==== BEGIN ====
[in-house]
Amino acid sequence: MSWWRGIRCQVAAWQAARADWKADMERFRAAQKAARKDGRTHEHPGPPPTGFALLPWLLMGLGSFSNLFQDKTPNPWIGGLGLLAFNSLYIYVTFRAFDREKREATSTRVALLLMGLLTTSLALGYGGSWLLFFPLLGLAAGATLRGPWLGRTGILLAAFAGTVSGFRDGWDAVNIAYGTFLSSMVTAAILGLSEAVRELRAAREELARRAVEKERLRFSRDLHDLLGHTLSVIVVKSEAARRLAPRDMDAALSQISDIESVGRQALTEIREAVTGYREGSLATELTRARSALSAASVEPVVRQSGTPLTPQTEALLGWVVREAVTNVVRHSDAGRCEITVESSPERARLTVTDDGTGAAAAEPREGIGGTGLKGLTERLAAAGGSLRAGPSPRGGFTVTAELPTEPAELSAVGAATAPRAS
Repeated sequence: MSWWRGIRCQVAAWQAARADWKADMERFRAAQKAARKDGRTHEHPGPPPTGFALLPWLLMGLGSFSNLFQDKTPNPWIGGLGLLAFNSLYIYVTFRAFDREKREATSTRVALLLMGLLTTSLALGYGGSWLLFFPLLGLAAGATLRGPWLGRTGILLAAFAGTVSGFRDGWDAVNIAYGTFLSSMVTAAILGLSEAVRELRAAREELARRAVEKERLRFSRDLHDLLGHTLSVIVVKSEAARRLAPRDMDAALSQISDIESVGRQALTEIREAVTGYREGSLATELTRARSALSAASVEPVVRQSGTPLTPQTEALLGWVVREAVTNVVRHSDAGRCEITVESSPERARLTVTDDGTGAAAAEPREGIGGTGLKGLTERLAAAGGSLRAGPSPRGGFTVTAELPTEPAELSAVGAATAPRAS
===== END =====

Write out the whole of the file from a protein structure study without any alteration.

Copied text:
[in-house]
Amino acid sequence: MSWWRGIRCQVAAWQAARADWKADMERFRAAQKAARKDGRTHEHPGPPPTGFALLPWLLMGLGSFSNLFQDKTPNPWIGGLGLLAFNSLYIYVTFRAFDREKREATSTRVALLLMGLLTTSLALGYGGSWLLFFPLLGLAAGATLRGPWLGRTGILLAAFAGTVSGFRDGWDAVNIAYGTFLSSMVTAAILGLSEAVRELRAAREELARRAVEKERLRFSRDLHDLLGHTLSVIVVKSEAARRLAPRDMDAALSQISDIESVGRQALTEIREAVTGYREGSLATELTRARSALSAASVEPVVRQSGTPLTPQTEALLGWVVREAVTNVVRHSDAGRCEITVESSPERARLTVTDDGTGAAAAEPREGIGGTGLKGLTERLAAAGGSLRAGPSPRGGFTVTAELPTEPAELSAVGAATAPRAS
Repeated sequence: MSWWRGIRCQVAAWQAARADWKADMERFRAAQKAARKDGRTHEHPGPPPTGFALLPWLLMGLGSFSNLFQDKTPNPWIGGLGLLAFNSLYIYVTFRAFDREKREATSTRVALLLMGLLTTSLALGYGGSWLLFFPLLGLAAGATLRGPWLGRTGILLAAFAGTVSGFRDGWDAVNIAYGTFLSSMVTAAILGLSEAVRELRAAREELARRAVEKERLRFSRDLHDLLGHTLSVIVVKSEAARRLAPRDMDAALSQISDIESVGRQALTEIREAVTGYREGSLATELTRARSALSAASVEPVVRQSGTPLTPQTEALLGWVVREAVTNVVRHSDAGRCEITVESSPERARLTVTDDGTGAAAAEPREGIGGTGLKGLTERLAAAGGSLRAGPSPRGGFTVTAELPTEPAELSAVGAATAPRAS